• On the first day of the exam (5 weeks before the scheduled oral exam date), you will receive an email from the Grad Chair letting you know which topic the committee has chosen.
  • You have 2 weeks to provide a rough draft of the document, which will be reviewed by the committee. Within a week, the committee will provide recommendations about things to focus on in the final document.
  • You will have 1 more week to complete and polish the document (sometimes an extension of 1-3 days is given if extensive revisions are needed).
  • The final document must be submitted 1 week before the scheduled oral exam date.

Sample Timetable

Topics Provided to Committee Monday, September 20
Topic Assigned Monday, October 4
Draft Due Monday, October 18
Final Paper Due Monday, November 1
Oral Exam Monday, November 8

The Document

A 20-page document (double spaced, not including figures, references, or title page) will be submitted at the end of the 4-week exam period. This document should contain the following:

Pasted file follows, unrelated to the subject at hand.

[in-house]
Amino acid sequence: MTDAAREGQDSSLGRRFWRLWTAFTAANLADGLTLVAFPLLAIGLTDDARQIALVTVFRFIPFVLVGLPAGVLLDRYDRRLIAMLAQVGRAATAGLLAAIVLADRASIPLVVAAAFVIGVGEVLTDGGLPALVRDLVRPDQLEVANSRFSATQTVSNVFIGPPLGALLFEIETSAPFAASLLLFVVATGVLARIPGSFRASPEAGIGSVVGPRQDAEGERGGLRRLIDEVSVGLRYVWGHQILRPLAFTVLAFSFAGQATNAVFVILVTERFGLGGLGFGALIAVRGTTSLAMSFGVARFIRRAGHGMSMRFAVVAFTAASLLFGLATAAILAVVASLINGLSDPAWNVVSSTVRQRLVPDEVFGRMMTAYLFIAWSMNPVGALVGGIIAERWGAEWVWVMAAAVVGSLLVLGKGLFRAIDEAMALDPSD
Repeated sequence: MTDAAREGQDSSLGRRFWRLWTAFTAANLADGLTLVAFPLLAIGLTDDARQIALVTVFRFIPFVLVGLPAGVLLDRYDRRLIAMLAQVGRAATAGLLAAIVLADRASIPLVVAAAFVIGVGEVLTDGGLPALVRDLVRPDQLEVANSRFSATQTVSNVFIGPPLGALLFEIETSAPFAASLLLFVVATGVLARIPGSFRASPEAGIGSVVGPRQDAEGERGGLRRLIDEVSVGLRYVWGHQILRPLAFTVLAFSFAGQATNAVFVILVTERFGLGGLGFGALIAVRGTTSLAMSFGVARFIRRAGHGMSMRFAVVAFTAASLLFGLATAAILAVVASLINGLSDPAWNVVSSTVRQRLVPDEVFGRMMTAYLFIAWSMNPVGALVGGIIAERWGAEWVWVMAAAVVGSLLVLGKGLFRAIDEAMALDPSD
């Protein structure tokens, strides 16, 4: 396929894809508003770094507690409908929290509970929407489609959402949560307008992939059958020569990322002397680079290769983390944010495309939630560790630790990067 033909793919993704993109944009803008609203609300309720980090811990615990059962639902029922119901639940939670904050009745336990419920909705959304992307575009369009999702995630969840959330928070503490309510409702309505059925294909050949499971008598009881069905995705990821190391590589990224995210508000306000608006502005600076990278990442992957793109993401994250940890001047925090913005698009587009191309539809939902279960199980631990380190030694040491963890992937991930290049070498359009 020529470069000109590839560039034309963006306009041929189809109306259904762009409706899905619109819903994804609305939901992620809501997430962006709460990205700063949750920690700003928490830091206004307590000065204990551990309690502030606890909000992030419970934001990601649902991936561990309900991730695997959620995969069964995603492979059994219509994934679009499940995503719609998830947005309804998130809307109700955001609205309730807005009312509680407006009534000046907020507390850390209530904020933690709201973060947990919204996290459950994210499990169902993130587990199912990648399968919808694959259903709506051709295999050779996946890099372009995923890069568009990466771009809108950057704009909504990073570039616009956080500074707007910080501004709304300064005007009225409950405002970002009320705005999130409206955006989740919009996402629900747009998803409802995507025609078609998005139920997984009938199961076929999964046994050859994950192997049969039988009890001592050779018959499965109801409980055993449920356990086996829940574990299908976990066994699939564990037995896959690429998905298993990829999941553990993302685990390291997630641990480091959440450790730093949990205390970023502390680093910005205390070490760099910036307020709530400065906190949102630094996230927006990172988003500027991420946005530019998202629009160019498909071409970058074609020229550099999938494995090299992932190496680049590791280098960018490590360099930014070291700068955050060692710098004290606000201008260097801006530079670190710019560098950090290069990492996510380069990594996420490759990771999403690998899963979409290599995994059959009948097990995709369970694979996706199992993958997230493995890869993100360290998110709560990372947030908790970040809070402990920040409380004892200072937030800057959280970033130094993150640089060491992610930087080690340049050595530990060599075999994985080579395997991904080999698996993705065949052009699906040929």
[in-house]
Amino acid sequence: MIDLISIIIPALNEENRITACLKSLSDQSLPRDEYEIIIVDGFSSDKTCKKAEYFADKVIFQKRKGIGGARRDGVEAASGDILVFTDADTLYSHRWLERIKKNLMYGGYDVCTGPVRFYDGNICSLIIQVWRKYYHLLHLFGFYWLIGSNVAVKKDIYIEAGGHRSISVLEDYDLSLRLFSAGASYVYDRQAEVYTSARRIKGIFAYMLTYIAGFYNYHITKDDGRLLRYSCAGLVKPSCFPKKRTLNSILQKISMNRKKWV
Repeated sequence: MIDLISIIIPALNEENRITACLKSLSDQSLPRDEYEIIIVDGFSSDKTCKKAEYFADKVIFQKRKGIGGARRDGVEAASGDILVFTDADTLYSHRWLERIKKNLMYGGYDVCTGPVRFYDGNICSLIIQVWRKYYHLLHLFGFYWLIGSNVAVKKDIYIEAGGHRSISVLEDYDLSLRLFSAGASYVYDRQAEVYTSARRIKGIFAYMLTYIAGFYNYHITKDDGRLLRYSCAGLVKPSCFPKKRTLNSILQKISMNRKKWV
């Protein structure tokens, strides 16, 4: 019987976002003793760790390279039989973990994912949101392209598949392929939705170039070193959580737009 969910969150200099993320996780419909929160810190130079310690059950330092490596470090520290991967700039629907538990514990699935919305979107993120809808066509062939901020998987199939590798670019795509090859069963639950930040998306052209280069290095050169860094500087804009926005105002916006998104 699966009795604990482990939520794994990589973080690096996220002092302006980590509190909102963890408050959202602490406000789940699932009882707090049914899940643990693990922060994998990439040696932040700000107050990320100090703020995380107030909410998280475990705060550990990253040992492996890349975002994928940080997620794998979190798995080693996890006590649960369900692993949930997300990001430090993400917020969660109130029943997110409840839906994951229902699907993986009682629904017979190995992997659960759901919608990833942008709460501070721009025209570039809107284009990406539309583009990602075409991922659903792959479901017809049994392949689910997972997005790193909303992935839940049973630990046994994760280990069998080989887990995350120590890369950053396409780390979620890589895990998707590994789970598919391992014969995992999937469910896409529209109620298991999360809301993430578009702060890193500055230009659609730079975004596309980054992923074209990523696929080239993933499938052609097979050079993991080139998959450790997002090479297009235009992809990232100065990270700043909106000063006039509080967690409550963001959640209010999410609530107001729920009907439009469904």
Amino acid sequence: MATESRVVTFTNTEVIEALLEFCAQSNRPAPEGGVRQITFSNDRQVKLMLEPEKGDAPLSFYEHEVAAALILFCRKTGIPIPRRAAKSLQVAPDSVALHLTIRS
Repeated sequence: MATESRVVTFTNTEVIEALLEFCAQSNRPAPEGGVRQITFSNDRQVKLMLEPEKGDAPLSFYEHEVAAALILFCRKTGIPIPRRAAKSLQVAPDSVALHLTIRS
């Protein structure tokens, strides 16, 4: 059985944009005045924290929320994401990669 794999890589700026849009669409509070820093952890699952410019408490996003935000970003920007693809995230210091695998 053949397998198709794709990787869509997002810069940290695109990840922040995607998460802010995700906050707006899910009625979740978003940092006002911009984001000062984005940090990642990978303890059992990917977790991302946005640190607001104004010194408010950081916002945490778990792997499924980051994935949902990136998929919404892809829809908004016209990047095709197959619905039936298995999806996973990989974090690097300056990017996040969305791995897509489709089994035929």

1. A 10-page review of the field that provides an overview of what has been done, and what are the problems that remain unsolved, the central questions that are still outstanding or the areas that remain unexplored.
  2. A 10-page proposal that details the original research you want to do in the proposed field.

Your proposal should include a clear statement of the driving hypothesis that you plan to test, the aims of the proposal, and a discussion of the experimental plan designed to test your hypothesis.  In terms of the scope of the proposal, you should pretend that you are a starting professor or a new employee at a company and need to employ 1-3 people for ~5 years with your ideas, e. g. include a Gantt table outlining who does what and when.  The experimental plan should include an explanation of the key methodologies as well as positive and negative controls and problem mitigation plans.

You need to propose a hypothesis or an idea that is:

  • Novel (has not been done before)
  • Justifiable (you should be able to convince your committee that the research is worthy of taxpayer’s or company’s money – i.e. it will yield results of scientific interest/value)
  • Feasible (you are qualified to carry out the research, you are familiar with what is needed to succeed, and the research has a reasonable chance of success)

You should expect to read dozens of papers on the topic (much of the literature review should be done as part of initial preparation of the two topics).

The document should be on 8.5″ × 11″ pages, double-spaced, using 12 pt. font (Times New Roman is preferable), with margins set at a minimum of ¾ inches (1.87 cm), and pages numbered sequentially.

The Oral Exam